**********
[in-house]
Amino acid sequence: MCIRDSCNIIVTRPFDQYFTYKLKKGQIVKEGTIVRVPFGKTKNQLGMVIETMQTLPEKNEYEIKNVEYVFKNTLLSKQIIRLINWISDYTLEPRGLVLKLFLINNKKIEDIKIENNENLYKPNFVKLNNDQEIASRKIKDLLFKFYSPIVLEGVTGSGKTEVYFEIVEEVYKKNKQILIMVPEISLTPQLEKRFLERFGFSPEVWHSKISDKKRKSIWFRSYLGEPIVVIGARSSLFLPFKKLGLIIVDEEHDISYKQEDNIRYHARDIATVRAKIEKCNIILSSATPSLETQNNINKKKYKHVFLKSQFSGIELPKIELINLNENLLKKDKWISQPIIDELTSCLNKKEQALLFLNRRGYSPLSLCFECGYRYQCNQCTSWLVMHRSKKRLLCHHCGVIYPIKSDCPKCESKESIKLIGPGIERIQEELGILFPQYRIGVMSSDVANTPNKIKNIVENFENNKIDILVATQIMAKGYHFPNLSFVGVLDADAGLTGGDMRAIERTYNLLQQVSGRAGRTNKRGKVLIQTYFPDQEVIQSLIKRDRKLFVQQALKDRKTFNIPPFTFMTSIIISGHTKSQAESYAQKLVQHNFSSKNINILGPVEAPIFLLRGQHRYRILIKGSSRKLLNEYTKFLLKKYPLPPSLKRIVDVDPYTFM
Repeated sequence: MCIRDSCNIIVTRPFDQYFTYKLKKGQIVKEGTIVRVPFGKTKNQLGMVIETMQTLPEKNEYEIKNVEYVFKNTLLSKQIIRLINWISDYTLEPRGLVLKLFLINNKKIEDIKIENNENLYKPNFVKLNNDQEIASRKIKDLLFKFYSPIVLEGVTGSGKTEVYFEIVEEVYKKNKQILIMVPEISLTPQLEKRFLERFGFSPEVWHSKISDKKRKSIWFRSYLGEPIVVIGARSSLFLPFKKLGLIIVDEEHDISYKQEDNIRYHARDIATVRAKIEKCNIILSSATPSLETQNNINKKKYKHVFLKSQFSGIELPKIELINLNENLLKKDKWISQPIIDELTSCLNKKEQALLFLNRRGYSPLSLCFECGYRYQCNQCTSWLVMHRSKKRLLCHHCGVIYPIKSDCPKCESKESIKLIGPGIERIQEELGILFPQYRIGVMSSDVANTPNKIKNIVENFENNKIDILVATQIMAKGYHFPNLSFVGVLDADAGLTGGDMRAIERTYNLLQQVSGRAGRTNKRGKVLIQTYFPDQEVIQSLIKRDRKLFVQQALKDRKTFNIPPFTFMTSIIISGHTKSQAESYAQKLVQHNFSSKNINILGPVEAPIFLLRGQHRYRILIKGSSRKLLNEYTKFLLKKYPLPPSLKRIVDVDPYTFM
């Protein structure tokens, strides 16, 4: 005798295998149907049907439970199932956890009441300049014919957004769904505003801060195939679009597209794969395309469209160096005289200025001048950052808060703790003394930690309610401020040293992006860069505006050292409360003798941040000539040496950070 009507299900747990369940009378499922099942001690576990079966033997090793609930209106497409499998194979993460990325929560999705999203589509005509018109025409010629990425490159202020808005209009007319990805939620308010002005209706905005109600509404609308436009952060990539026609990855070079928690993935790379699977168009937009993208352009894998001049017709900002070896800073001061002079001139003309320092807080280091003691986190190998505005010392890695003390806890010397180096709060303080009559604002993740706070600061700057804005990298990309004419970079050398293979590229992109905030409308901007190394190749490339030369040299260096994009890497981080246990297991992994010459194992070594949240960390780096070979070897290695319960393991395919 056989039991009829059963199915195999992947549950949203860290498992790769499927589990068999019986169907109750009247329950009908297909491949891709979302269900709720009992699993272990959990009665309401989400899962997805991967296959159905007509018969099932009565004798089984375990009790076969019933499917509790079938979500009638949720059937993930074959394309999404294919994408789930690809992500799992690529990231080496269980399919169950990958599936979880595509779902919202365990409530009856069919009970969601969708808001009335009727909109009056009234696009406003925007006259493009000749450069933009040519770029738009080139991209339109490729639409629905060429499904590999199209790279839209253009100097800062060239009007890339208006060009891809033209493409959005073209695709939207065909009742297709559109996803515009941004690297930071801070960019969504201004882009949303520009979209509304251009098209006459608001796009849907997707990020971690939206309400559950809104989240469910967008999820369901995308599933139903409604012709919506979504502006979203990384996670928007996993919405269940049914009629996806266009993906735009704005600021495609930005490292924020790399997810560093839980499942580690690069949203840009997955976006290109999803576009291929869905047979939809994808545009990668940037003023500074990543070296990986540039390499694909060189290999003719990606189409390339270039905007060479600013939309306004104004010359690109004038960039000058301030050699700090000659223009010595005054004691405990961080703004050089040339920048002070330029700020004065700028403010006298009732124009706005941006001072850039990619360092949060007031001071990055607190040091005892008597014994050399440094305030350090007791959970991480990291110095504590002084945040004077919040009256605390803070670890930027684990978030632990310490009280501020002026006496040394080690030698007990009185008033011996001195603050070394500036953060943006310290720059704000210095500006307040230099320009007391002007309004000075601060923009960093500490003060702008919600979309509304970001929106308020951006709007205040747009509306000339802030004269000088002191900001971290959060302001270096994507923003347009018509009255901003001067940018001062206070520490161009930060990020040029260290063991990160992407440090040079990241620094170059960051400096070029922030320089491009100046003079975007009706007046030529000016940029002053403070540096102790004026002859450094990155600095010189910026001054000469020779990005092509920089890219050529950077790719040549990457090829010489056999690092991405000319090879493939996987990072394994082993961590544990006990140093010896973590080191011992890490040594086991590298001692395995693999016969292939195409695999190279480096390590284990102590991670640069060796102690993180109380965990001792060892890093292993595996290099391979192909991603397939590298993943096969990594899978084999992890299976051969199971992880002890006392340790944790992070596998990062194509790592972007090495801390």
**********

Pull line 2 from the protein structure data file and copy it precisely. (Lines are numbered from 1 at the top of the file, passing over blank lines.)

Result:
Amino acid sequence: MCIRDSCNIIVTRPFDQYFTYKLKKGQIVKEGTIVRVPFGKTKNQLGMVIETMQTLPEKNEYEIKNVEYVFKNTLLSKQIIRLINWISDYTLEPRGLVLKLFLINNKKIEDIKIENNENLYKPNFVKLNNDQEIASRKIKDLLFKFYSPIVLEGVTGSGKTEVYFEIVEEVYKKNKQILIMVPEISLTPQLEKRFLERFGFSPEVWHSKISDKKRKSIWFRSYLGEPIVVIGARSSLFLPFKKLGLIIVDEEHDISYKQEDNIRYHARDIATVRAKIEKCNIILSSATPSLETQNNINKKKYKHVFLKSQFSGIELPKIELINLNENLLKKDKWISQPIIDELTSCLNKKEQALLFLNRRGYSPLSLCFECGYRYQCNQCTSWLVMHRSKKRLLCHHCGVIYPIKSDCPKCESKESIKLIGPGIERIQEELGILFPQYRIGVMSSDVANTPNKIKNIVENFENNKIDILVATQIMAKGYHFPNLSFVGVLDADAGLTGGDMRAIERTYNLLQQVSGRAGRTNKRGKVLIQTYFPDQEVIQSLIKRDRKLFVQQALKDRKTFNIPPFTFMTSIIISGHTKSQAESYAQKLVQHNFSSKNINILGPVEAPIFLLRGQHRYRILIKGSSRKLLNEYTKFLLKKYPLPPSLKRIVDVDPYTFM